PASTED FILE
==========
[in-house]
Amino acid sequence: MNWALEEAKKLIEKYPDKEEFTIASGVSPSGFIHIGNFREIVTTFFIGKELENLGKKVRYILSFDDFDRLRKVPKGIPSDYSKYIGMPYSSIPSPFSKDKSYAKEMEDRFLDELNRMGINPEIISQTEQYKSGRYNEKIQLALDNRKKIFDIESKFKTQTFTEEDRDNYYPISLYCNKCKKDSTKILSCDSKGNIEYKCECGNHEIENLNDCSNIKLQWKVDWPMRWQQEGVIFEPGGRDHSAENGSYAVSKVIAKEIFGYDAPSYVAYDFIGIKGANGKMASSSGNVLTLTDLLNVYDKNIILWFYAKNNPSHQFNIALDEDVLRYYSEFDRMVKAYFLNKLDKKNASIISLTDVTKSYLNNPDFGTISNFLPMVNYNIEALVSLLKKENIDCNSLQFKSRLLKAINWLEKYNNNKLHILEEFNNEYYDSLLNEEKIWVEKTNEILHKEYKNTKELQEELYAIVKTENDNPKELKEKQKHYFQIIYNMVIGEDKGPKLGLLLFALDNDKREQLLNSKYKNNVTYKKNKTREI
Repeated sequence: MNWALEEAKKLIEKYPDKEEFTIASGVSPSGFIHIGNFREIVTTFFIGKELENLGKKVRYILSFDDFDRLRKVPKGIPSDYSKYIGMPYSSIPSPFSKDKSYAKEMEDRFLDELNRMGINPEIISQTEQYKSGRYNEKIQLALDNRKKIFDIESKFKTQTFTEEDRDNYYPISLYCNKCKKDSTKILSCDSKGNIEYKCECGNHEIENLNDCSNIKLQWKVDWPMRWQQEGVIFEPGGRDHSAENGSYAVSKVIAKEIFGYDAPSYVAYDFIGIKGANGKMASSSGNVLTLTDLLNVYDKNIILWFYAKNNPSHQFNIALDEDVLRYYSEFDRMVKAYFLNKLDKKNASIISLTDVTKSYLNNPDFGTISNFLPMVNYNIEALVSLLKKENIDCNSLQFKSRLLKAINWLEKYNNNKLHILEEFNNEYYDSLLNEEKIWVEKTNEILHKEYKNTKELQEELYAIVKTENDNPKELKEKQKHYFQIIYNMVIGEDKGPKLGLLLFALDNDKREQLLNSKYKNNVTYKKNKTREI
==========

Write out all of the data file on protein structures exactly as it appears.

[in-house]
Amino acid sequence: MNWALEEAKKLIEKYPDKEEFTIASGVSPSGFIHIGNFREIVTTFFIGKELENLGKKVRYILSFDDFDRLRKVPKGIPSDYSKYIGMPYSSIPSPFSKDKSYAKEMEDRFLDELNRMGINPEIISQTEQYKSGRYNEKIQLALDNRKKIFDIESKFKTQTFTEEDRDNYYPISLYCNKCKKDSTKILSCDSKGNIEYKCECGNHEIENLNDCSNIKLQWKVDWPMRWQQEGVIFEPGGRDHSAENGSYAVSKVIAKEIFGYDAPSYVAYDFIGIKGANGKMASSSGNVLTLTDLLNVYDKNIILWFYAKNNPSHQFNIALDEDVLRYYSEFDRMVKAYFLNKLDKKNASIISLTDVTKSYLNNPDFGTISNFLPMVNYNIEALVSLLKKENIDCNSLQFKSRLLKAINWLEKYNNNKLHILEEFNNEYYDSLLNEEKIWVEKTNEILHKEYKNTKELQEELYAIVKTENDNPKELKEKQKHYFQIIYNMVIGEDKGPKLGLLLFALDNDKREQLLNSKYKNNVTYKKNKTREI
Repeated sequence: MNWALEEAKKLIEKYPDKEEFTIASGVSPSGFIHIGNFREIVTTFFIGKELENLGKKVRYILSFDDFDRLRKVPKGIPSDYSKYIGMPYSSIPSPFSKDKSYAKEMEDRFLDELNRMGINPEIISQTEQYKSGRYNEKIQLALDNRKKIFDIESKFKTQTFTEEDRDNYYPISLYCNKCKKDSTKILSCDSKGNIEYKCECGNHEIENLNDCSNIKLQWKVDWPMRWQQEGVIFEPGGRDHSAENGSYAVSKVIAKEIFGYDAPSYVAYDFIGIKGANGKMASSSGNVLTLTDLLNVYDKNIILWFYAKNNPSHQFNIALDEDVLRYYSEFDRMVKAYFLNKLDKKNASIISLTDVTKSYLNNPDFGTISNFLPMVNYNIEALVSLLKKENIDCNSLQFKSRLLKAINWLEKYNNNKLHILEEFNNEYYDSLLNEEKIWVEKTNEILHKEYKNTKELQEELYAIVKTENDNPKELKEKQKHYFQIIYNMVIGEDKGPKLGLLLFALDNDKREQLLNSKYKNNVTYKKNKTREI